Find out if you could have a sprained ankle and what you can do about it.
Whether you were in a car accident or someone tackled you the wrong way during a game, there are many reasons people face ankle injuries. In fact, sports are a major culprit when it comes to both foot and ankle injuries. While our Philadelphia, PA, podiatrists hope that athletes are taking the necessary precautions to keep their feet and ankles protected, you should visit us if you think you have a sprained ankle.
Common symptoms of a sprained ankle include:
- Limited range of motion
- Instability or weakness
- A popping sound (at the time of injury)
- The inability to put weight on the ankle or walk
What causes a sprained ankle?
There are many reasons people deal with ankle sprains. In fact, fast, shifting movements such as the ones we see in soccer, basketball, or football can cause athletes to roll their ankles. When the ankle rolls the outside ligaments of the ankle can overstretch or even tear, resulting in a sprain.
Sprains can be mild to severe, depending on the extent of ligament damage. Since it’s impossible to tell how much damage has occurred to the ligaments of the ankle it’s important that you turn to our foot doctors in Philadelphia for a proper evaluation. We will also run imaging tests to determine the cause and the extent of the damage so we can create an effective and individualized treatment plan.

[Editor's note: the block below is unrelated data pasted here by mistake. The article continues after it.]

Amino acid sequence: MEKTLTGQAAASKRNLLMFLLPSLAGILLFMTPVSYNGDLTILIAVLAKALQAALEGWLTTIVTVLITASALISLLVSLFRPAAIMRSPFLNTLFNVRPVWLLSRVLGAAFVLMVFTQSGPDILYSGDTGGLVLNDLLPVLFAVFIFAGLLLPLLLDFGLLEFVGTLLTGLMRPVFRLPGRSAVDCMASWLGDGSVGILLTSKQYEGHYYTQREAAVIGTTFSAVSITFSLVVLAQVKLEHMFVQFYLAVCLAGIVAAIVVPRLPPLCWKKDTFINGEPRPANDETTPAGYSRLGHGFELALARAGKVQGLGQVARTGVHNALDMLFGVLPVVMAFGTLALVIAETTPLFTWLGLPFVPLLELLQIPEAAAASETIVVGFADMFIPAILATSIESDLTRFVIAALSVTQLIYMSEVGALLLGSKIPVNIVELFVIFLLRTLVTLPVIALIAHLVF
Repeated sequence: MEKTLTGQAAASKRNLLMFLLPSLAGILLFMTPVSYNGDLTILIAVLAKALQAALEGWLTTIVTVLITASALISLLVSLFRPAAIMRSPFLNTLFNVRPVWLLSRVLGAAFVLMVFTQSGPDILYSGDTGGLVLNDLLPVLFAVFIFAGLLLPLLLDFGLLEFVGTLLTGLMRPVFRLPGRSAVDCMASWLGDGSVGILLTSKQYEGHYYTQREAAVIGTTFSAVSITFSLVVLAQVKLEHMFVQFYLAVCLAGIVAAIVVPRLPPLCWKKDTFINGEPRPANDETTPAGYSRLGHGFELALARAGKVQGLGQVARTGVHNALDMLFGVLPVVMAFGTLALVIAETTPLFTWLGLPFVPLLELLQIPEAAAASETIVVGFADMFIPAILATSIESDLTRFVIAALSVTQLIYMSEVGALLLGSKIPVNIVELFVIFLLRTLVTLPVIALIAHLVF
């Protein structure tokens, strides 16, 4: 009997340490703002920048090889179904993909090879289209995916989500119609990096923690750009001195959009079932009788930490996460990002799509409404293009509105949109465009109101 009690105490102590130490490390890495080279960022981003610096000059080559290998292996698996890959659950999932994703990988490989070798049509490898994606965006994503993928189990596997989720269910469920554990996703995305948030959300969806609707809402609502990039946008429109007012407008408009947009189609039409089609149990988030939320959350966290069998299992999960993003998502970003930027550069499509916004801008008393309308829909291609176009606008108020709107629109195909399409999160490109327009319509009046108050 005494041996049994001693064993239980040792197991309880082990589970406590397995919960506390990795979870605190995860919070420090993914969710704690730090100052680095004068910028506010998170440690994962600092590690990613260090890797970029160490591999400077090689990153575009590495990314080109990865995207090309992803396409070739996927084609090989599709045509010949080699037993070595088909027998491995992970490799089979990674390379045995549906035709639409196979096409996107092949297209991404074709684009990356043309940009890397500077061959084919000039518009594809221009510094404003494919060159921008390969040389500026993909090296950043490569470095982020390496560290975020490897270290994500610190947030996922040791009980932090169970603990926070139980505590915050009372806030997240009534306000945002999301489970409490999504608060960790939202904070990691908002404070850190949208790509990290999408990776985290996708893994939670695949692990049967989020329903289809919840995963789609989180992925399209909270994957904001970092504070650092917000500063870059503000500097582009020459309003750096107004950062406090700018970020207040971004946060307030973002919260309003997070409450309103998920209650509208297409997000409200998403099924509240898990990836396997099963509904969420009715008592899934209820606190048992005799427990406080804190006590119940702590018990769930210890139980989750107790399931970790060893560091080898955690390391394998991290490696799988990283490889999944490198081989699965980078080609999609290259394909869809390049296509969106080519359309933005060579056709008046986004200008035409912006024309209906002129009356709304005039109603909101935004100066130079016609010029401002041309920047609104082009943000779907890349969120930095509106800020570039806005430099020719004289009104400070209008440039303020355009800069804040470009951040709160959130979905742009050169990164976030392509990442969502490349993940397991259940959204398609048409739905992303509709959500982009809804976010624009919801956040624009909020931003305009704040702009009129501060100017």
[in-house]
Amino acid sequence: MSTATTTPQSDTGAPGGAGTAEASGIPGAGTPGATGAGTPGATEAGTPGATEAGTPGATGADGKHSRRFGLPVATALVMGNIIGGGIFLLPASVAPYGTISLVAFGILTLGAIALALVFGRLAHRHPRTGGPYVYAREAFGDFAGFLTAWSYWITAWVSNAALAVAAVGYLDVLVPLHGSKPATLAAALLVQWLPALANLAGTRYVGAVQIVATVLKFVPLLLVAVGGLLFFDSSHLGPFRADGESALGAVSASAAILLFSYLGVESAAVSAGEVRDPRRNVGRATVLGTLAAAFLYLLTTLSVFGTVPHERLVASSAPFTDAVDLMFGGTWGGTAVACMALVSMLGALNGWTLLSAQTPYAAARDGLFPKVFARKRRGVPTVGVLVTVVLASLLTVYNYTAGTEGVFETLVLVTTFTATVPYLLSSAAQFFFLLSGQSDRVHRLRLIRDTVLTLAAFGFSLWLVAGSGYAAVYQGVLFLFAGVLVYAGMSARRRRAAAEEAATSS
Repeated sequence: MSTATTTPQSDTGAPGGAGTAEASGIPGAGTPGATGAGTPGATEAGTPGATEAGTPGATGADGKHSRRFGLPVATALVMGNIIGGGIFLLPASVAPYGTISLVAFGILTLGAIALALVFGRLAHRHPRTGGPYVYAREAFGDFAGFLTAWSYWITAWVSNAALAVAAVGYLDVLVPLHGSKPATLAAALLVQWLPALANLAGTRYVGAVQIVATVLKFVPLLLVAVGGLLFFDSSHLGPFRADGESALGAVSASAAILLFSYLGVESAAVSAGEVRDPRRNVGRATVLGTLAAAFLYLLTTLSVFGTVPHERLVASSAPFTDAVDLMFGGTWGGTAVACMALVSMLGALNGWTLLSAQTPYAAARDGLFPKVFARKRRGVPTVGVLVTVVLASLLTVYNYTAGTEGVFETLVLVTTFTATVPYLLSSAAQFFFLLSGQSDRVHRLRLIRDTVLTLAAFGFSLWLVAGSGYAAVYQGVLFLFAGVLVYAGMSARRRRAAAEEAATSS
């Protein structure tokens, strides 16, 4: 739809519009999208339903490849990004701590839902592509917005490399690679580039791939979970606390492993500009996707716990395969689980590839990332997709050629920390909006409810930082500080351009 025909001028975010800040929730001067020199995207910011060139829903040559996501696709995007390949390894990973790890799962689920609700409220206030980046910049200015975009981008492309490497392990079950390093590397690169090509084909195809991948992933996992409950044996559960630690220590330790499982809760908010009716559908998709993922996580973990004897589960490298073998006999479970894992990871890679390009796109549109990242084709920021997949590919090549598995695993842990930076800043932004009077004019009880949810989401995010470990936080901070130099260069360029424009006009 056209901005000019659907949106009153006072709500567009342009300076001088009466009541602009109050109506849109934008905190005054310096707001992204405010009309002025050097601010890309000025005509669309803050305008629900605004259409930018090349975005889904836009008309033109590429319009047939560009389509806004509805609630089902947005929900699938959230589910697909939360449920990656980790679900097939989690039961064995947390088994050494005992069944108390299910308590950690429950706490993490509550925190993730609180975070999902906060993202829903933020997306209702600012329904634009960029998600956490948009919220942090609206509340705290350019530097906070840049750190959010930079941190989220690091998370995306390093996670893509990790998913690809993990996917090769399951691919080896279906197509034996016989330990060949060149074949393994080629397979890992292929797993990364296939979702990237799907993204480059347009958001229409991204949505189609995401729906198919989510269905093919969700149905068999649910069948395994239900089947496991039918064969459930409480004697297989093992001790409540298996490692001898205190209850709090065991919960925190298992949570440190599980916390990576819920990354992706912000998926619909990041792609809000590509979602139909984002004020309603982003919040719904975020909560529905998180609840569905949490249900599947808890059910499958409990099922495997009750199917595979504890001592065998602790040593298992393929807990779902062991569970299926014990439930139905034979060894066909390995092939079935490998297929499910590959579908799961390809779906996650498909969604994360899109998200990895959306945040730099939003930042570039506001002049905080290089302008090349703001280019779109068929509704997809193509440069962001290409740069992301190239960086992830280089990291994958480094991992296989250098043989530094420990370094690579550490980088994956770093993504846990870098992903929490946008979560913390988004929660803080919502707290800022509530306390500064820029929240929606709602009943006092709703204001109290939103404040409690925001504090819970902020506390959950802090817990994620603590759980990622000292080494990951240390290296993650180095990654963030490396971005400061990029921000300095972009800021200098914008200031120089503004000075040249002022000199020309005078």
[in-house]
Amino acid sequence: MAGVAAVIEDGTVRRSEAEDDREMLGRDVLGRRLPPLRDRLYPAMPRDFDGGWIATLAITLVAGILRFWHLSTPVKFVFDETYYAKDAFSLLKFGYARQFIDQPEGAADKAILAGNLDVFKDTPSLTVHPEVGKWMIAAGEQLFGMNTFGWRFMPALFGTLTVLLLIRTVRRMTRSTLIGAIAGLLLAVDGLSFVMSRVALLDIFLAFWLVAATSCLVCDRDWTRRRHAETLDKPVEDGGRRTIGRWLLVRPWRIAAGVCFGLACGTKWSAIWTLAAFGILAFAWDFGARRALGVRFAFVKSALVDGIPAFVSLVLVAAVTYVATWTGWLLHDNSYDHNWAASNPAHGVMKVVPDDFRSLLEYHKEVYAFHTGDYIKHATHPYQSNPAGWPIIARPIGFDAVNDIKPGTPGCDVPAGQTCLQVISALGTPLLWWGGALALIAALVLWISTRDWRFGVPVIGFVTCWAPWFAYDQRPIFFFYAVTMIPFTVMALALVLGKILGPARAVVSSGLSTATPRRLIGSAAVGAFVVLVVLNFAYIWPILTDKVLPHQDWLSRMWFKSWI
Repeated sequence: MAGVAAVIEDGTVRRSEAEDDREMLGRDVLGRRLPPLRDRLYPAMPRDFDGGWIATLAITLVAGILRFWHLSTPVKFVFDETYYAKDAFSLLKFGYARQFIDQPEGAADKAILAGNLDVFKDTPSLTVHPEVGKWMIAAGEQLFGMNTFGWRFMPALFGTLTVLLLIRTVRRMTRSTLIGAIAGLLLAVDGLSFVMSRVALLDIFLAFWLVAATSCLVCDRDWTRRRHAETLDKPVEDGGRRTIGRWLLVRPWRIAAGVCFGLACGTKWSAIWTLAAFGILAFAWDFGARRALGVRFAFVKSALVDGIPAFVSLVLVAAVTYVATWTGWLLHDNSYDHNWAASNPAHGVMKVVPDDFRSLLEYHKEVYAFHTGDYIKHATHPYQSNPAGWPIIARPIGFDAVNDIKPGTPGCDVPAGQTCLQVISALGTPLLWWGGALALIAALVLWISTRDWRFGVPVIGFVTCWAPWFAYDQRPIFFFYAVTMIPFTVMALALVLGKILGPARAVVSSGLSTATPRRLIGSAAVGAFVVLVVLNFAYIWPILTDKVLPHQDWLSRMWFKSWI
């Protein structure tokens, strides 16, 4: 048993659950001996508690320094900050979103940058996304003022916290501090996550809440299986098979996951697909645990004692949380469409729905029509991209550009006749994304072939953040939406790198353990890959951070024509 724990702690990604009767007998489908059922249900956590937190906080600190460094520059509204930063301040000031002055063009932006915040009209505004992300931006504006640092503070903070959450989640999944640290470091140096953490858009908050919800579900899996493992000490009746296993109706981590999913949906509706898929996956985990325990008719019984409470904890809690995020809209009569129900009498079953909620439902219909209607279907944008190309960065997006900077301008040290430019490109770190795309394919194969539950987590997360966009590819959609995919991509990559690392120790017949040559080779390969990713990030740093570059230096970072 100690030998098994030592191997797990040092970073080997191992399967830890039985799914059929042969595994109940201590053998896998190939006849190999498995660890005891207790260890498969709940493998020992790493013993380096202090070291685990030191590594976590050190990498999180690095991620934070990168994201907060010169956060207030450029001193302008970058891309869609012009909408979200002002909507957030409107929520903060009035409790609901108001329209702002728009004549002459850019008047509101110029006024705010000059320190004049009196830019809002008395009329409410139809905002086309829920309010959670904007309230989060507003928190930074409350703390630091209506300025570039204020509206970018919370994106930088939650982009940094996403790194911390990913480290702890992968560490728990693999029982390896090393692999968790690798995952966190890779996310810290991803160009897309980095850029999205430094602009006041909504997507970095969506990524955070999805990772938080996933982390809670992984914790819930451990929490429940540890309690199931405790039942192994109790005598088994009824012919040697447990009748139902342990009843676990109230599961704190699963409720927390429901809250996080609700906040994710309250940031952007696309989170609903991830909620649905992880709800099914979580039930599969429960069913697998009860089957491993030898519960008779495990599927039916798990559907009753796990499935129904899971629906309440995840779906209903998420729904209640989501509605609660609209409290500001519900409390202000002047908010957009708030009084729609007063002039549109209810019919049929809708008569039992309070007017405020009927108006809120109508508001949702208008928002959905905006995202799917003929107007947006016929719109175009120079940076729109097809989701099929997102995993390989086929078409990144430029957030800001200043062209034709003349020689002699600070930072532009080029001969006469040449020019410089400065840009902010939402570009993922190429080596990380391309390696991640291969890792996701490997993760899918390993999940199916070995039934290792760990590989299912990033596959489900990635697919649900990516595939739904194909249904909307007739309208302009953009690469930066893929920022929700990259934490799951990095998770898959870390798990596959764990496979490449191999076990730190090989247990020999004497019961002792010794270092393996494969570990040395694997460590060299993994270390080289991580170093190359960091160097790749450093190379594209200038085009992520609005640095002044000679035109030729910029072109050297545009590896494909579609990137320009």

How is an ankle sprain treated?
Most ankle sprains can be managed through a conservative approach known as the RICE method. This stands for rest, ice, compression, and elevation. It’s important that you stay off the ankle and give it time to rest and heal. A podiatrist will be able to tell you when you can return to your normal activities.
To ease swelling and pain, ice the ankle for up to 20 minutes at a time 2 or 3 times a day, especially for the first three days after the injury. This can keep swelling down while also numbing the pain. Applying compression bandages to the ankle can also reduce swelling, as can elevating your foot above your heart whenever you are seated.
Certain pain relievers can help temporarily take the edge off when pain gets too intense. Your podiatrist might also recommend physical therapy or certain exercises to strengthen the muscles, tendons, and ligaments in the ankle to prevent chronic instability. Only in severe cases is surgery recommended to repair the damaged ligament.
The Foot & Ankle Group is committed to providing its patients with comprehensive, quality foot care. We offer locations in Philadelphia, PA, and Mount Laurel, Bordentown, and Columbus, NJ, to serve you better. If you think you might be dealing with a sprained ankle, call one of our offices today.